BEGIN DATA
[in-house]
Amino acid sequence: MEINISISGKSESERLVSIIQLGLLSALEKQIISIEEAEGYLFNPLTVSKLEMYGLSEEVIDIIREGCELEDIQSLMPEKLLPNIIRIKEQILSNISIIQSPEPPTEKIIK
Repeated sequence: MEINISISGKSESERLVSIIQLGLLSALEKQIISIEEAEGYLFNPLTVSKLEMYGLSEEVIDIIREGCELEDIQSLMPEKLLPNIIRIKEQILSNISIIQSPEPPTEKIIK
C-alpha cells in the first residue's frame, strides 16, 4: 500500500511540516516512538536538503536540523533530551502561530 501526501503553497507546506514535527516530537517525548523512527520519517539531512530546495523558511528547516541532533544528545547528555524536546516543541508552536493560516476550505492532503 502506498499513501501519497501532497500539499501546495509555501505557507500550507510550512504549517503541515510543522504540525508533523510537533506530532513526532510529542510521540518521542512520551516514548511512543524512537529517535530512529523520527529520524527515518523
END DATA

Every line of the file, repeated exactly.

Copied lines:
[in-house]
Amino acid sequence: MEINISISGKSESERLVSIIQLGLLSALEKQIISIEEAEGYLFNPLTVSKLEMYGLSEEVIDIIREGCELEDIQSLMPEKLLPNIIRIKEQILSNISIIQSPEPPTEKIIK
Repeated sequence: MEINISISGKSESERLVSIIQLGLLSALEKQIISIEEAEGYLFNPLTVSKLEMYGLSEEVIDIIREGCELEDIQSLMPEKLLPNIIRIKEQILSNISIIQSPEPPTEKIIK
C-alpha cells in the first residue's frame, strides 16, 4: 500500500511540516516512538536538503536540523533530551502561530 501526501503553497507546506514535527516530537517525548523512527520519517539531512530546495523558511528547516541532533544528545547528555524536546516543541508552536493560516476550505492532503 502506498499513501501519497501532497500539499501546495509555501505557507500550507510550512504549517503541515510543522504540525508533523510537533506530532513526532510529542510521540518521542512520551516514548511512543524512537529517535530512529523520527529520524527515518523